for still he grants to all mankind
a glorious light to lead them on.
A lamp of radiant, glowing hue
by Israel borne in every clime,
through fire and flood, through tears and blood
with courage grand and faith sublime.
Oh heavenly lamp! Thy light shall shine
'til sin and hate from earth depart,
'til wrong shall fail and right prevail
and justice rule the human heart.

Max Meyerhardt passed away at his home on 2 March 1923, 67 years of age,
of heart disease. Two days later he was buried in the Hebrew cemetery on
Myrtle Hill in Rome, overlooking the place where the Etowah and Oostenaula
Rivers join to form the Coosa River. The religious services were conducted by
his friend, Rabbi Dr. David Marx, 33° of the Temple in Atlanta, and the
Masonic services were conducted by Grand Master Dr. Joe Bowdoin. There is a
dignified epitaph on the tomb stone, and special markers with tributes to him
also at the Masonic Home in Macon, and at the Carnegie Library in his home
town. But nothing illustrates the influence of this man on his fellowmen as
well as this touching eulogy:
He of the Cherokee Lodge may lose all our material
possessions, and this indeed would be a tremendous
loss, but we can never lose our most valuable
possession, the ideals, the achievements, and the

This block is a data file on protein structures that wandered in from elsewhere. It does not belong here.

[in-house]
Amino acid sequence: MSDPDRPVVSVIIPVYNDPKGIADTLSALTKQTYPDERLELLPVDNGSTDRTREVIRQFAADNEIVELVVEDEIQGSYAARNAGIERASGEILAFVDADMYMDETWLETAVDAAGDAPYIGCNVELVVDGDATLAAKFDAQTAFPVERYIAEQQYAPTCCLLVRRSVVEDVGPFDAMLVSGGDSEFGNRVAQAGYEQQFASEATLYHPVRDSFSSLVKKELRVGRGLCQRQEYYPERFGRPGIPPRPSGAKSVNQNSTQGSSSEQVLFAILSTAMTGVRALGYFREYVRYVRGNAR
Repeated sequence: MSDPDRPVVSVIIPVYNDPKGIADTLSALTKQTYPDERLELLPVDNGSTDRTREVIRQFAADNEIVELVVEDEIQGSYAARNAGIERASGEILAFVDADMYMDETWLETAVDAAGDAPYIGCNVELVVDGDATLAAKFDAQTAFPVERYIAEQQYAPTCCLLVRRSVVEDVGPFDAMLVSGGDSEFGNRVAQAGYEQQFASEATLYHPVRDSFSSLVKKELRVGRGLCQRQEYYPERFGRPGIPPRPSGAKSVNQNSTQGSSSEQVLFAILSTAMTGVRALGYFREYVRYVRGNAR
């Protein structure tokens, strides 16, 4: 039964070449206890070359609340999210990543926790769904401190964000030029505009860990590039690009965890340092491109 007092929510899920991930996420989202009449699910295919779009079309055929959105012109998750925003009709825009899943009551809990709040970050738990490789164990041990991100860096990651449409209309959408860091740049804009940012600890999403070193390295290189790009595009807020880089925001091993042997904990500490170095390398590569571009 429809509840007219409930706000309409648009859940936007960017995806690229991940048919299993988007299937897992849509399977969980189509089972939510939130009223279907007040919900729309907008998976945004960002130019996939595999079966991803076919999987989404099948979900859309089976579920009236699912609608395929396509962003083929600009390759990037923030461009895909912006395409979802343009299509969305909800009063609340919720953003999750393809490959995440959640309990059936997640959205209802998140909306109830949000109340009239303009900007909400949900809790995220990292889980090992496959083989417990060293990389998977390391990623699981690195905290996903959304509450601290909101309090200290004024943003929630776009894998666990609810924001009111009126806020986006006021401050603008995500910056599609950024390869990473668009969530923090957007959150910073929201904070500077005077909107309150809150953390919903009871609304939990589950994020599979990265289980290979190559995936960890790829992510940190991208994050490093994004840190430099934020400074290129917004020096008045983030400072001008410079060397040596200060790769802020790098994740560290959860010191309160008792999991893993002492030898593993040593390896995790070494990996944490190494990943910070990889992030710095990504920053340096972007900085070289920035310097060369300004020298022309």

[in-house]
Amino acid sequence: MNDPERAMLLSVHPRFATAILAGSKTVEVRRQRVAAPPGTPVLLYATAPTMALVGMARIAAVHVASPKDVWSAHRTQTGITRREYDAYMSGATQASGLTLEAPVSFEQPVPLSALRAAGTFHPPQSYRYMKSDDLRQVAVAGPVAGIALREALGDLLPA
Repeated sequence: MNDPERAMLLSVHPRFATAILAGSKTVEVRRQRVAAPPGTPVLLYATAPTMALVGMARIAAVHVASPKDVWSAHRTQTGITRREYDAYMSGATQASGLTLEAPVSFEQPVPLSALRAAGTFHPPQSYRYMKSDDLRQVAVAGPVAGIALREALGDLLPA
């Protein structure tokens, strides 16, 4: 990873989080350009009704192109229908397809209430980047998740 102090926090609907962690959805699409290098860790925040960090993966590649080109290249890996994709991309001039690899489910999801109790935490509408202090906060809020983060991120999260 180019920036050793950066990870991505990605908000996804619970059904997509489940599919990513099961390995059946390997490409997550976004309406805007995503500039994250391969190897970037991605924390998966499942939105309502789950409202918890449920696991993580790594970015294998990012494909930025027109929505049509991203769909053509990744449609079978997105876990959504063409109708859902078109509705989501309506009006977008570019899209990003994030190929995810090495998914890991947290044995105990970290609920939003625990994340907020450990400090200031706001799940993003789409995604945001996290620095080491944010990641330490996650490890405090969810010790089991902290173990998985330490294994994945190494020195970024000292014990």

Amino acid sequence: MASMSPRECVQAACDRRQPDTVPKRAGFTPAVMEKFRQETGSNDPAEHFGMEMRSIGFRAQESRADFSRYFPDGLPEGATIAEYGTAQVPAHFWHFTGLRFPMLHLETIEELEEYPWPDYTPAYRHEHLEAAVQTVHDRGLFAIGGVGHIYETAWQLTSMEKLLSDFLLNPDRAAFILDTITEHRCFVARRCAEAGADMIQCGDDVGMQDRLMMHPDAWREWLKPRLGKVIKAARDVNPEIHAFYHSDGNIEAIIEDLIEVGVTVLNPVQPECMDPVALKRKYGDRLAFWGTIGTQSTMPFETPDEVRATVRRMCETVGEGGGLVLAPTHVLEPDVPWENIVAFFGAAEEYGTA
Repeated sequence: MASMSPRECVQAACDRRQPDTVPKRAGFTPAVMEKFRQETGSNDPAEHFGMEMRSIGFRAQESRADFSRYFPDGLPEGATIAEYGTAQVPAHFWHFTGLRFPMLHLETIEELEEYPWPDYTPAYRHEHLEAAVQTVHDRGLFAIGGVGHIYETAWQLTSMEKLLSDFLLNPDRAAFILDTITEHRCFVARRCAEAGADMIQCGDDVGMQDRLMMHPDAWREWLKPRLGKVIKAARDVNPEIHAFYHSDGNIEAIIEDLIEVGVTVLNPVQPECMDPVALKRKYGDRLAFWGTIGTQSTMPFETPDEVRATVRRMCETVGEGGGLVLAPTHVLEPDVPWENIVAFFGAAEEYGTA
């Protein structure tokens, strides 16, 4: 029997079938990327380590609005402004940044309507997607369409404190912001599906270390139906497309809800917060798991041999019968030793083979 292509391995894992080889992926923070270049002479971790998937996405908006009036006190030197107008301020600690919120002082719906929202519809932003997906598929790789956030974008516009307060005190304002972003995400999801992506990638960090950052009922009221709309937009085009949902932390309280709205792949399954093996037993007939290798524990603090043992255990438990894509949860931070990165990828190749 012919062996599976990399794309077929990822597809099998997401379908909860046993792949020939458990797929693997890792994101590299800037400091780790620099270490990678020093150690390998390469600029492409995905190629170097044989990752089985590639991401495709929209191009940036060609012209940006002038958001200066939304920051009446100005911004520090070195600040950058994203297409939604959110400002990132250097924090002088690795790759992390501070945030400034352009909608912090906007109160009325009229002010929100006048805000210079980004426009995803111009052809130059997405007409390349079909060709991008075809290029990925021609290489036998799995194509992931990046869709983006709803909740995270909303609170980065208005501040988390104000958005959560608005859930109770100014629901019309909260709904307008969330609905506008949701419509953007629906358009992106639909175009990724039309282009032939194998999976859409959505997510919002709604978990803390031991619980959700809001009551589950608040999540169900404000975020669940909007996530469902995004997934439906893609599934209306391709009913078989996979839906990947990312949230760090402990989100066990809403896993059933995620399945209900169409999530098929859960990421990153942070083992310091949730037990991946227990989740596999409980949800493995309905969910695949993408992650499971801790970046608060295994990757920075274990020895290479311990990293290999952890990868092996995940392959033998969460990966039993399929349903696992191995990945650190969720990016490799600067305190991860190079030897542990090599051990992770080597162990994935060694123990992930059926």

works of Max Meyerhardt. May we be faithful to our
sacred obligation by carrying out the designs
expressed in the life and deeds of our illustrious
brother Max Meyerhardt.7

He left an estate of less than $10,000 - a very modest amount for a
lawyer after more than forty-five years of practice even in those days. His
family was not surprised. They knew that he had always given freely of his
time, of his services, and of his money to those in need, and that it was his
custom never to charge any poor person, and especially not any widow or
orphan. He earned honestly what he needed for himself and for his family, but
saw no need to accumulate money for either wealth or power. He lived
according to the commandments of his faith, and according to the teachings of
his beloved Craft. By so living, he lived to the fullest, and at the end
deserved in every way the cherished judgement: "Well done, my good and
faithful servant. Enter into the joy of thy Lord."
Presented November 30, 1990